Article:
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Mace & Crown | March 26, 2017

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Fuse Television's 'Clash of the Corps' stars Monarch Marshall Hallam

Fuse Television’s ‘Clash of the Corps’ stars Monarch Marshall Hallam
Larenz Johnson
Staff Writer

Imagine looking forward to an event in life and watching it be snatched away. In most cases that is the point of giving up, but not for Marshall Hallam.

Hallam is a junior at Old Dominion University and a rookie trumpeter for the Cadets, an elite drum corps team that will be featured in an upcoming Fuse television show entitled “Clash of the Corps.”

Hallam began playing trumpet at an early age, saying his inspiration stemmed from his want to attend the trips his school’s band went on.

That all changed when Hallam entered high school and the school’s band director encouraged him to join the marching band, which Hallam reluctantly agreed to.

“I really hated it for a while until I started finding all these clips about the drum corps, so that got me pretty excited,” Hallam said.

This led to Hallam’s decision to try his hand at joining the Cadets, beginning with a weekend group called Cadets 2 in 2012. For two years Hallam stuck with this group, and in his senior year of high school he went out for the Cadets.

He didn’t make the Cadets his first two attempts, describing the experience as leaving him “really bitter.”

“In order to make the group, you have to fully commit to the idea of marching for a season. When that reality doesn’t manifest it turns into a spiraling depression that leaves you wondering if you can do anything right,” Hallam said.

That didn’t stop Hallam, and after a lot of practice and perseverance, he made the Cadets first round this year due to a change in auditioning. Normally the audition consists of three parts, a visual component and two musical components.

This year instead of performing one of the musical components in a group it was one on one, which Hallam says he “blew out of the water.”

Following auditions, training begins towards the end of the school year. The team has 30 days to learn the show.

“The schedule works like this: you wake up at 8 a.m., you rehearse until about 10 p.m., and then you get about an hour to yourself. You do this for a total of 30 days, just to learn the show, and then we hit the road and kind of tour like rock stars,” Hallam said.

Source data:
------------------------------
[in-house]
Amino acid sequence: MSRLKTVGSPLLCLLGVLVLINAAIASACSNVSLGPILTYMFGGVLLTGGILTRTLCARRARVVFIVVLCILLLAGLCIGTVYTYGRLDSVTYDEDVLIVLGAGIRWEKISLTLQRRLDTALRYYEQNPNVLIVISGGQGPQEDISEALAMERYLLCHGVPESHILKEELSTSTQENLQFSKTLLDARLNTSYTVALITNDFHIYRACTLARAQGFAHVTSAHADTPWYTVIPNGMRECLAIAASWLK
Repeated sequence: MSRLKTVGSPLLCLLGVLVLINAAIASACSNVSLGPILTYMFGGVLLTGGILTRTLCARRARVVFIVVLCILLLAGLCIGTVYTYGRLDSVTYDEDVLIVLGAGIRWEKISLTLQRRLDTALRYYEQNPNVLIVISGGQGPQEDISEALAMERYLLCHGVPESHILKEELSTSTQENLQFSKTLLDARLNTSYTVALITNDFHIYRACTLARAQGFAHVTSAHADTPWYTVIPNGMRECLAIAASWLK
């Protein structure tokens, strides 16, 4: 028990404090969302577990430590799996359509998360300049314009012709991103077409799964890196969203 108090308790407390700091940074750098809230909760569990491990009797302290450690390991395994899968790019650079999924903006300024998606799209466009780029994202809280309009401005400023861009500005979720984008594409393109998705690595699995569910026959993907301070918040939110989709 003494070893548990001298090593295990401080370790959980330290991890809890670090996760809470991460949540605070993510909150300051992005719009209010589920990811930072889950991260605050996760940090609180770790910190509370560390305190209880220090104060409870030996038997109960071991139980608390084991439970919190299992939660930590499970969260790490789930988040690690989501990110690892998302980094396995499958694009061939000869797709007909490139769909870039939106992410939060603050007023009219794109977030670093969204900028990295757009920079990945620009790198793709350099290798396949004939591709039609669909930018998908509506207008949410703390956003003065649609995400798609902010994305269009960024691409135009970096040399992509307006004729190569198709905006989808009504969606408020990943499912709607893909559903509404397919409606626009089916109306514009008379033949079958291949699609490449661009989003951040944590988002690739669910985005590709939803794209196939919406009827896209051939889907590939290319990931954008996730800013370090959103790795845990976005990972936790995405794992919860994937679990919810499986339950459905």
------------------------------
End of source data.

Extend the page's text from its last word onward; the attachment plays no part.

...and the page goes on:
Touring consists of inconsistent sleeping arrangements, rehearsals, and finally show time. Being taken out of a comfortable situation doesn’t have an effect on Hallam or the performance, though.

“That’s part of the whole game, in order to be successful you need to be able to look past the unfortunate things that are happening. The circumstances aren’t ideal obviously, but what we pride ourselves in is being able to do all of that and put out a great performance,” Hallam said.

The ideology of the Cadets has found a place in Hallam’s life on and off the field. Hallam stresses the objective in life is to be a good person and to carry yourself a certain way.

“The objective leaving the organization is to just basically be the best version of yourself as possible,” said Hallam.

Hallam shared a few words of wisdom for anyone in a situation similar to his own before he made the Cadets.

“My number one recommendation would be to join an activity, surround yourself with a peer group, just don’t be consumed with that one thing. When I first started music that’s all I wanted to do and I closed a lot of doors because of it, so it’s important to not be so obsessive. Just get involved and attack it,” Hallam said.

Hallam urges people to check out information on the teams featured in the series in order to uncover the unknown world of the drum corps. “Clash of the Corps” premieres Oct. 5 at 11 p.m. on Fuse Television.